Remember the Radio DJ Who Commuted Between Chicago and Dallas To Work On Two Radio Stations Daily?

Tom Joyner, famous for the nickname “Fly Jock,” is an American R&B disk jockey who is notable for flying between a Dallas radio station in the mornings to a sister station in Chicago in the afternoons.  He hosted the national TV program, The Tom Joyner Morning Show, founded Reach Media Inc., Tom Joyner Foundation, and the Black America Web website.

Tom, real name Thomas, was born on November 23, 1949, in Alabama. He is the son of Frances and Hercules Joyner, who were both graduates of historically black colleges. He and his brother, Alber, attended Tuskegee University, where he finished a degree in sociology. As a college student, Tom joined the fraternity Omega Psi Phi and the band, the Commodores (with the singer song-writer Lionel Richie).  However, he has not been earning money in making music, so he decided to start a radio industry venture.

Radio Career

Tom started his broadcasting career in Alabama right after he graduated. He worked at several radio stations in Memphis and St. Louis before settling in Chicago in 1978. In 1985, he was simultaneously offered two positions – a morning show in KKDA-FM in Dallas and an afternoon show in WGCI-FM in Chicago.

Instead of choosing one job, Tom decided to take both positions. The DJ was able to work for both radio stations as neither of the two had exclusivity contracts. He commuted daily by plane between the two cities for the next eight years, reaching seven million frequent flyer miles. Luckily, he found a one-time payment fare of $30,000 that allows him to secure a round-trip seat for five whole years.

The Tom Joyner Morning Show

Tom, along with a team of comedians and commentators, joined together to host a nationally syndicated radio program called The Tom Joyner Morning Show

(TJMS) in 1994. They were assigned to report and discuss the latest news, sports, and trends and play popular R&B songs.  The show also featured celebrity guests, “sky shows,” and on-air soap opera. Southwest Airlines heavily sponsored the said show and gave Tom free round-trip airfares to any destination that the airline flies to.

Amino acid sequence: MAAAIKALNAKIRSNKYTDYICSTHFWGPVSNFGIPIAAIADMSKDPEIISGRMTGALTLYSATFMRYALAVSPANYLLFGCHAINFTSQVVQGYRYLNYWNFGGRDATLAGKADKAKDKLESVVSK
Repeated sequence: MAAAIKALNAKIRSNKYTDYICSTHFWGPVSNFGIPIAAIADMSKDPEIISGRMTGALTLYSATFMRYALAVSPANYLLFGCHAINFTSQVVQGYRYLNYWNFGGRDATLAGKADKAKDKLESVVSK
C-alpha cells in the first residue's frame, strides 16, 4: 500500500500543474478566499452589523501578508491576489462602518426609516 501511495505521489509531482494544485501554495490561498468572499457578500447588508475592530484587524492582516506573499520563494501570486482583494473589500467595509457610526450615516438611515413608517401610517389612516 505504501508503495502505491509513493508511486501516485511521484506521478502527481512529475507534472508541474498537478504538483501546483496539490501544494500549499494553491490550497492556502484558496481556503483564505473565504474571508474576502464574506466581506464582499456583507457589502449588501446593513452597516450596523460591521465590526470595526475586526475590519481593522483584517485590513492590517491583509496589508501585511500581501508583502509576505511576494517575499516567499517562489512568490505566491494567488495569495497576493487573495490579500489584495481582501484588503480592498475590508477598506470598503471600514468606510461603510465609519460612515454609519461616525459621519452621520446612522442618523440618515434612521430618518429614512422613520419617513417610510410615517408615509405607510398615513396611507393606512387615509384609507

The TV version of the Tom Joyner show was launched in 2005. It was a one-hour comedy/variety show hosted by Tom and his co-host from the radio show. They featured talent contests and musical performances of Brian McKnight, Patti LaBelle, Toni Braxton, and many more.

The program achieved weekly top ratings for African-American viewers and attracted advertisers McDonald’s, Walmart, and Chrysler Corporation. However, it could not be scaled to a more inclusive audience (mainly white Americans), resulting in limited time slots and funds. A year later, Tom halted the program due to expensive costs. He came back to his established radio career, where he continued to be an influential radio DJ.

For the past 25 years, the TJMS has been a staple program for the Black community. Tom successfully used his talents and influence to support causes related to the Africa-Americans and contribute to Historically Black Colleges and Universities.

When TJMS was first aired in 1994, it became the top syndicated urban morning show in the country. It reached over 105 markets and eight million listeners nationwide. But as 2019 ended, the radio show will always end. The network has to retire the program because the radio industry does not generate profits as much as it used to.

Tom disclosed that he once earned $14 million while the program was on hype. That figure has then been slashed several times over the years. He said in an interview, “It got to a point where they would [say], ‘Alright, we’re gonna cut your salary in half.’ ‘OK.’ ‘And then in half.’ ‘OK.’ Because my salary was based on my results, and not only was I losing affiliates, but the radio industry as a whole was losing traction.”

When asked if he would prefer to stay in the radio industry if it was still thriving, he responded that his goal was to die on the radio and have his funeral on the radio.


In 1998, Tom Joyner became the first African-American to be inducted in the National Radio Hall of Fame in Chicago. In 2004, Tom received the NAB Marconi Radio Award. Marconi Radio Awards are presented to top radio stations and on-air personalities annually in the United States. In 2008, Tom was inducted into the International Civil Rights Walk of Fame and was also inducted into The Official R&B Music Hall of Fame in 2013. Tom was also awarded the Humanitarian Award during the 2015 BET Awards.